With U.S. and Western European PC markets hitting their saturation points, computer makers are increasingly turning their attention to resurgent economies in Asia and Latin America to fuel revenue and profit growth.
Although opportunities abound, brand-name PC makers acknowledge that becoming a force in emerging markets can be a challenging task. Import duties, bureaucratic regulations, credit and currency, language, and the local commercial culture are among the hurdles.
"The most fundamental barrier is just understanding how business is done. You just can't export a U.S. model," said Webb McKinney, vice president of Hewlett-Packard's Personal Computing Organization.
In China, for instance, HP used to deliver PCs through Hong Kong because the "informal" tariff through that route, which the military collected and kept, was cheaper than tariffs attached to importing parts for local manufacturing, McKinney said.
By contrast, "to be cost-competitive in Brazil, you have to manufacture there," he said.
Local manufacturers also provide heady competition. China's Legend, which has graduated from making cheap PCs to a wide variety of systems, is the leader in the Asian market. Compaq Computer has the largest share in Eastern Europe, but Russia's Formoza and R+K are second and third place in market share.
Latin America is emerging as a hot market that will pit the multinationals against regional PC makers and dealers that specialize in house-built "white box" computers.
Although comparatively small, Latin America is the fastest-growing regional PC market, according to research firm Gartner. PC shipments grew by 47 percent in the third quarter in the region. Compaq is the largest company in the region, with 22 percent market share and a 36.1 percent growth rate.
HP, however, is growing slightly faster than Compaq. And Dell Computer opened a factory in Brazil a little over a year ago and is selling into Mexico through its U.S. plants.
"The market is growing very fast; we are spanning all segments," said Terry Kahler, vice president of services and operations for Dell in Latin America.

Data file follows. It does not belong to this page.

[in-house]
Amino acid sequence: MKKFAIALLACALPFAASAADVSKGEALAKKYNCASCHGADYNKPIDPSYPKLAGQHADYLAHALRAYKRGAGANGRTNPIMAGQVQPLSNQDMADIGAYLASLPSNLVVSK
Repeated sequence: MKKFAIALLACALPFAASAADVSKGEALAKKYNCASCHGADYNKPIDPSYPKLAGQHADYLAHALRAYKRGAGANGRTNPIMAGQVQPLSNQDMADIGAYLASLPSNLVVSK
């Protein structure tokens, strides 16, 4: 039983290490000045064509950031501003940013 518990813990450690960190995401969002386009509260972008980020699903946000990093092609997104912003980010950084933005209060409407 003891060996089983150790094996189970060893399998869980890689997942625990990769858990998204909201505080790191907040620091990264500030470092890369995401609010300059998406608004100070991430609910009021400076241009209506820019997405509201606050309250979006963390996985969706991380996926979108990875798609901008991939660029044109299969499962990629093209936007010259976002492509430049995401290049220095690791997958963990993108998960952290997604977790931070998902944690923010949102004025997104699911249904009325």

Although PC makers still draw most of their revenue from the United States, tapping overseas markets has become an increasingly important goal.
"Asia, Japan and Latin America get 25 percent of the output of the PC market. That will grow with time," said Charles Smulders, an analyst at Gartner.
Becoming a world player, however, depends on a number of factors. Ad campaigns sometimes don't travel. Local buyers and governments can favor indigenous companies. "There is quite certainly a question over price," and tariff structures can hurt U.S.-based companies, Smulders said.
Another disadvantage for U.S. manufacturers lies in less contact and familiarity with local dealers, said Roger Kay, an analyst with IDC. Although direct buying is on the rise, dealers still rule overseas in markets that demand "local companies, local contacts and customer service."
"Face-to-face interaction is much more important," Smulders said.
The difficulty of doing business overseas comes partly from the sheer number of legal and cultural tangles that the globe has to offer. For every country, there is an annoying level of bureaucracy.
"You really have to be there. You just can't run it from Cupertino, (Calif.)," McKinney noted. "You have to develop a competitive cost structure."
Some easy, some tough
China, Brazil, Japan and India, among other nations, impose tariffs that can run higher than 20 percent on imports. To top it off, the rules change--often. HP avoided getting stung by a change in China's informal tariff policy in 1998 by anticipating the change with more domestic production.
Generally, importing parts, rather than complete computers, cuts tariff costs, he said. Components, such as processors, are fairly stable in price worldwide, minus tax issues, said sources at Intel.
As a result, manufacturers typically build regional manufacturing centers in countries with large market potential and tax laws that can be avoided by having a local presence. In the end, these facilities serve large local markets but also serve as regional hubs.
HP, for instance, serves Australia by building base systems in Singapore and assembling custom configurations in Australia.
The political climate is another issue. "Colombia is the way it is. You either stay or you don't," said Dell's Kahler.
Government aside, each nation comes with its own distribution structure, dealer base, level of economic development, and buying season. The Chinese New Year, which takes place in February, is a major purchasing season in Asia, McKinney noted. Latin America has a massive holiday season in the first part of November, Kahler added.
Product strategies also have to be fashioned for local conditions. HP currently is doing well with a server designed for emerging markets that "is maybe a notch down below the same one in the U.S." McKinney said. Some small desktops designed for Japan are sold only there.
And woe to the company that doesn't localize--adapting ad copy, PC designs and even support desks to local languages.
"They don't want to be a dumping ground for other people's products," Kahler said.